SAINT JOHN BOSCO
Born: August 16, 1815 Castelnuovo d’Asti (now Castelnuovo Don Bosco), Italy
Ordained: June 5, 1841 Turin
Died: January 31, 1888 Turin
Canonized: April 1, 1934
Feast day: January 31
Popularly known as Don Bosco, St. John Bosco is one of the most beloved of modern saints. From his childhood, he wanted to dedicate his life to keeping youngsters close to God. As a boy he used to repeat to his friends, stories he had read or sermons he had heard and would then lead his listeners in the recitation of the rosary. From travelling jugglers, acrobats, and magicians he learned tricks and put on his own shows; the price of admission being the common recitation of the rosary.
As a young priest, Don Bosco went to Turin. Hordes of boys were descending on the capital, looking for work in the factories and construction projects. Many of these youths were orphans, many were seasonal workers from the outlying farmlands, and those with families were usually poor and often had family problems. Don Bosco devised a plan to care for delinquents after their release in order to keep boys out of trouble. He called the institution that he envisioned an “oratory,” a place of prayer. It was much more than that; it was a place to play and make friends, a school, an employment service, and a home. Every Sunday and feast day Don Bosco gathered the poor and the abandoned youths of Turin, heard their confessions, celebrated Mass for them, preached in the language they could understand, led them in games and hikes, told them stories and listened to their problems. He found them places to stay and before long he opened a hospice that eventually housed hundreds. He found them jobs with reputable employers. He opened a night school, and later a trade school and what we would call a college prep programme.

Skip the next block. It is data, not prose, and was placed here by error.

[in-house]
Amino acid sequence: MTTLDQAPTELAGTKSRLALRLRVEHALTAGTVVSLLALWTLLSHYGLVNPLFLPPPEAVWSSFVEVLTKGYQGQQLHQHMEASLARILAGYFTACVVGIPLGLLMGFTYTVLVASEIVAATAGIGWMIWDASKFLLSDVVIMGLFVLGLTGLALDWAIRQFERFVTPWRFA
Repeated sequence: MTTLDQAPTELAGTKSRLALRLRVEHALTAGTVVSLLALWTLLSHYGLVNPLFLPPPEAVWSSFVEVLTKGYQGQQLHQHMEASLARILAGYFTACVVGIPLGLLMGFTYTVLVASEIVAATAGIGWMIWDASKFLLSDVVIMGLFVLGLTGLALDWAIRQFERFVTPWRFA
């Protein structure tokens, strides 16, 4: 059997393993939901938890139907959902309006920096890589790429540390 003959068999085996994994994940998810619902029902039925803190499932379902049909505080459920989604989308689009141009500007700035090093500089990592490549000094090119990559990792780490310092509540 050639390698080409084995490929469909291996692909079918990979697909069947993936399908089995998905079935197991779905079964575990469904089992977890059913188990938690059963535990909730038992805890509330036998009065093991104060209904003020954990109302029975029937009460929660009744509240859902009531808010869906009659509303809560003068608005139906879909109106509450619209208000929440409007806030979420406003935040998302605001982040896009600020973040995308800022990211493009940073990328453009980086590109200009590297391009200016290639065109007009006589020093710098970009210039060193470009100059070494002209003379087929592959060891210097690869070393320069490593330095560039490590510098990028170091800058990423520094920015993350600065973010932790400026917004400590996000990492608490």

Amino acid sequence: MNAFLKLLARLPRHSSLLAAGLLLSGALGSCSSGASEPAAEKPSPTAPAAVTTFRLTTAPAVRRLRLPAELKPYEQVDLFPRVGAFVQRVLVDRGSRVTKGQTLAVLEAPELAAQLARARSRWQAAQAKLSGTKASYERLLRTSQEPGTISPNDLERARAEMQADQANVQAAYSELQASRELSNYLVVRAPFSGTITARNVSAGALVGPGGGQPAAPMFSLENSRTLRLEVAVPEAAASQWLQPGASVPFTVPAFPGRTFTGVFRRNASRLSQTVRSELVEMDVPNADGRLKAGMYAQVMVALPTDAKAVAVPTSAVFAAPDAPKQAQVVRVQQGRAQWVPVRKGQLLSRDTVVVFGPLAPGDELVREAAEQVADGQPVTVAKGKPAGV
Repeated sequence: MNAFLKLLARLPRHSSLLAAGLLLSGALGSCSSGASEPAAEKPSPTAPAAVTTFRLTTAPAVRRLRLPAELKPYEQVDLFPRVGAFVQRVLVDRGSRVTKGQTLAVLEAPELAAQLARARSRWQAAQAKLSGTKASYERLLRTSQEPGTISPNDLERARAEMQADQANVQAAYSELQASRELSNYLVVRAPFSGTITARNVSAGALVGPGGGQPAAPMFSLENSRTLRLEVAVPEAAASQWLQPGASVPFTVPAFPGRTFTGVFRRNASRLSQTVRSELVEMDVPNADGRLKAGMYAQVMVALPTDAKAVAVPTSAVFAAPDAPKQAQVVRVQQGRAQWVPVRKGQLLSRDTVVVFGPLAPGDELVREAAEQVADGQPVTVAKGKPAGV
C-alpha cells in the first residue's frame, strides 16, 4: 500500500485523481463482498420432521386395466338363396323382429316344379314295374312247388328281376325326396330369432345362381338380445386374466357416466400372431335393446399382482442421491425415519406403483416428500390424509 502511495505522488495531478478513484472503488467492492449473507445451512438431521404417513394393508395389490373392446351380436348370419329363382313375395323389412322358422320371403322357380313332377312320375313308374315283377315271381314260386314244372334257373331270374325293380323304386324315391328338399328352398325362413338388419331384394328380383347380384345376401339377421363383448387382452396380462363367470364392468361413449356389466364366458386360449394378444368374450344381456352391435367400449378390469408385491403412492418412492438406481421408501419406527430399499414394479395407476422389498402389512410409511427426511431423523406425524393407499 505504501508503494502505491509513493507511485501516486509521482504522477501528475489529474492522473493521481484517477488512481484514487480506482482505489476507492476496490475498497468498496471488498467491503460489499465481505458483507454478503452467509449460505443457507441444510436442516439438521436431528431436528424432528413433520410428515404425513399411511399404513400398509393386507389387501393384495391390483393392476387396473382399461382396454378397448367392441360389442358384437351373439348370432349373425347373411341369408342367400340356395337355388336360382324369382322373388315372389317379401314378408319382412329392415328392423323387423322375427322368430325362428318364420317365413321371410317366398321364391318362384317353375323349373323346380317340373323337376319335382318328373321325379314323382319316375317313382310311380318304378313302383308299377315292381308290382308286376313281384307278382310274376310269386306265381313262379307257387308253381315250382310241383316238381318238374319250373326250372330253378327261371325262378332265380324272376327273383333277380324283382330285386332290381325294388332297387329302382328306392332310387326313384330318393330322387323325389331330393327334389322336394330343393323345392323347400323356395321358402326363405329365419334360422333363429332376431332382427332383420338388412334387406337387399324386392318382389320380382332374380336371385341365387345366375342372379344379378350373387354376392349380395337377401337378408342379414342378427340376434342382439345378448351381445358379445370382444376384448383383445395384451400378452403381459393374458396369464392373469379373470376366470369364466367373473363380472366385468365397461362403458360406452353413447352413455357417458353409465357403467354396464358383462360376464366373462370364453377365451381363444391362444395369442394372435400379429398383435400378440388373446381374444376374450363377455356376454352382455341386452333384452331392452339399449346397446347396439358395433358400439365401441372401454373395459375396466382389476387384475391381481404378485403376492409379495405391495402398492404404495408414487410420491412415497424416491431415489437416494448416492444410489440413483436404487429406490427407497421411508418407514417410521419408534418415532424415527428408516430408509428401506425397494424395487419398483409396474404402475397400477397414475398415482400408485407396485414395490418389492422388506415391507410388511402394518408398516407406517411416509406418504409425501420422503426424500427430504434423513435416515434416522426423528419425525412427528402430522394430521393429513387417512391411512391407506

All of this work Don Bosco put under the patronage of St. Francis de Sales, who was known for his patience and gentleness, qualities essential to educators. Hence the institution was called the Oratory of St. Francis de Sales.
Around 1850 Don Bosco began singling out youngsters who might become good priests. In exchange for helping him with catechism lessons and supervision, he offered them an education. Some of these youths decided to stay with him, and in 1859 with 22 of them he formed the Society of St. Francis de Sales—the Salesian Society. In the 1870's, with St. Mary Domenica Mazzarello he founded the Salesian Sisters to do the same sort of work that he was doing, with poor girls.
The first Salesian work outside Turin opened in 1863; by the time Don Bosco died, his Salesians- men and women- numbered 1,400 and were in 9 countries of Europe and South America. Today they labour for the poor and abandoned young people on all 6 continents, in about 130 countries, and number about 28,000. In addition there are tens of thousands of members of the wider Salesian family: co-operators, alumni, a secular institute, and several small religious congregations.
SAINT MARY MAZZARELLO
Born: May 9, 1837 Mornese, Italy
Religious profession: August 5, 1872
Died: May 14, 1881 Nizza Monferrato, Italy
Canonized: June 24, 1951
Feast day: May 13